Brazil and Atlantic Ocean, from the Miller Atlas, by Pedro Reinel, c. 1519. National Library of France, Paris.
The three great elemental sounds in nature are the sound of rain, the sound of wind in a primeval wood, and the sound of outer ocean on a beach. I have heard them all, and of the three elemental voices, that of ocean is the most awesome, beautiful, and varied. For it is a mistake to talk of the monotone of ocean or of the monotonous nature of its sound. The sea has many voices. Listen to the surf—really lend it your ears—and you will hear in it a world of sounds: hollow boomings and heavy roarings, great watery tumblings and tramplings, long hissing seethes, sharp rifle-shot reports, splashes, whispers, the grinding undertone of stones, and sometimes vocal sounds that might be the half-heard talk of people in the sea. And not only is the great sound varied in the manner of its making, it is also constantly changing its tempo, its pitch, its accent, and its rhythm, being now loud and thundering, now almost placid, now furious, now grave and solemn-slow, now a simple measure, now a rhythm monstrous with a sense of purpose and elemental will.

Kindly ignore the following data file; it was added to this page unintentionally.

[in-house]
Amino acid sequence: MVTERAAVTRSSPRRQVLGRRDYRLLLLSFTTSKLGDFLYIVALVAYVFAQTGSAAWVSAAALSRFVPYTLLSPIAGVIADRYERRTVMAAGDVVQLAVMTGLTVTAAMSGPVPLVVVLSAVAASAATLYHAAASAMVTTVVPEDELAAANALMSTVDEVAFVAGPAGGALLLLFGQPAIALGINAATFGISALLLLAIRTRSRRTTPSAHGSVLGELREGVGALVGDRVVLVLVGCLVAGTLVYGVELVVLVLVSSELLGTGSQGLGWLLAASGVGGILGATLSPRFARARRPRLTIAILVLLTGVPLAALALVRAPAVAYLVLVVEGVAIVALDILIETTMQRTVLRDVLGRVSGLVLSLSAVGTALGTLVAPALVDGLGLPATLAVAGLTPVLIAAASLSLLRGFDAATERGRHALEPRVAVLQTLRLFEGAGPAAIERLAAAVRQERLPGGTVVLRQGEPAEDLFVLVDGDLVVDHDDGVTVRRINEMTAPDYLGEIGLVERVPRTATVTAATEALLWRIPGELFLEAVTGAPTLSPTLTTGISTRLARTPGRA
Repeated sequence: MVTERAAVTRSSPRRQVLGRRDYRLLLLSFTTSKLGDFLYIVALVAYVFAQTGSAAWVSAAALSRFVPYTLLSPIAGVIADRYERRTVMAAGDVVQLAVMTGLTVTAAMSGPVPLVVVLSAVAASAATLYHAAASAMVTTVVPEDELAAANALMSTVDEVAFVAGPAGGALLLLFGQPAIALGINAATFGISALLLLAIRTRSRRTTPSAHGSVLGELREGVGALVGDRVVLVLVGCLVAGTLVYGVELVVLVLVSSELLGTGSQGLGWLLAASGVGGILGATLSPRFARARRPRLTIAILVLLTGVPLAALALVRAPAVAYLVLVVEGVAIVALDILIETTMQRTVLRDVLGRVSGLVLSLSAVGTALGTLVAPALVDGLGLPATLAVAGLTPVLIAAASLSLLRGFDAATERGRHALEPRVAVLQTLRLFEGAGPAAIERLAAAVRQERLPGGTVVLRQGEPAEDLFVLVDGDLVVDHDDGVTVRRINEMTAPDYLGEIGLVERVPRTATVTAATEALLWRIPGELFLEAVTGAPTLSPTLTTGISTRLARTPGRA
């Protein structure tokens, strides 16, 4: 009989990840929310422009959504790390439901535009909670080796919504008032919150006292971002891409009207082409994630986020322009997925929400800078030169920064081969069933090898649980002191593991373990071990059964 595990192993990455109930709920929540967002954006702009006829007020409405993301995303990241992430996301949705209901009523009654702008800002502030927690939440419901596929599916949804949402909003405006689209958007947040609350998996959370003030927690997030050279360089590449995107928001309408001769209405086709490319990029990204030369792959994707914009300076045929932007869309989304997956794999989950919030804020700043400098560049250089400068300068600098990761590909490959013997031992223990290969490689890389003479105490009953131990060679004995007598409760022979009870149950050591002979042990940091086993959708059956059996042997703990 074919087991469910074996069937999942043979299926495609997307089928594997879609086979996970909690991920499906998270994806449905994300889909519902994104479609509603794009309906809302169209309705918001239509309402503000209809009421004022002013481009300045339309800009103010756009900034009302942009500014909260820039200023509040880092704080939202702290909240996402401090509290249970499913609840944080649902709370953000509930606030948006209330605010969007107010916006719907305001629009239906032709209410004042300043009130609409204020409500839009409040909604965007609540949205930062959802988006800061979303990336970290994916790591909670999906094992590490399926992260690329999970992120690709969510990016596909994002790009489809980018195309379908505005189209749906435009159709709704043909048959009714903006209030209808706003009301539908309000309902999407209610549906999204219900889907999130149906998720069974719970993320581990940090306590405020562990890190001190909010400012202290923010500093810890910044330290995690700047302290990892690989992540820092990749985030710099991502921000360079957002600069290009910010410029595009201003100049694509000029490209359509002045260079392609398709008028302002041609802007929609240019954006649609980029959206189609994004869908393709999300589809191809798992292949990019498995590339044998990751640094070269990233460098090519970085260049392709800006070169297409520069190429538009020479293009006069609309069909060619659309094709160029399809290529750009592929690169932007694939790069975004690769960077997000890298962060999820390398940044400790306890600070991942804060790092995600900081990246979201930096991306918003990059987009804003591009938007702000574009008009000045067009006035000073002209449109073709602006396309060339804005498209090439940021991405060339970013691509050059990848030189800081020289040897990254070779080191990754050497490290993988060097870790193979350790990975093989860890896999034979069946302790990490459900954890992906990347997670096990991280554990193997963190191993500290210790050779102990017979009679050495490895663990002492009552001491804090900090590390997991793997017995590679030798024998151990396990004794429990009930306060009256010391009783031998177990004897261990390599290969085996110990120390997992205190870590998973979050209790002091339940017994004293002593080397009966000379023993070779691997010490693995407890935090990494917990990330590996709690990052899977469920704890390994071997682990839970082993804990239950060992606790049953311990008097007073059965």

Every mood of the wind, every change in the day’s weather, every phase of the tide—all these have subtle sea musics all their own. Surf of the ebb, for instance, is one music, surf of the flood another, the change in the two musics being most clearly marked during the first hour of a rising tide. With the renewal of the tidal energy, the sound of the surf grows louder, the fury of battle returns to it as it turns again on the land, and beat and sound change with the renewal of the war.
The seas are the heart’s blood of the earth. Plucked up and kneaded by the sun and the moon, the tides are systole and diastole of earth’s veins.
The rhythm of waves beats in the sea like a pulse in living flesh. It is pure force, forever embodying itself in a succession of watery shapes which vanish on its passing.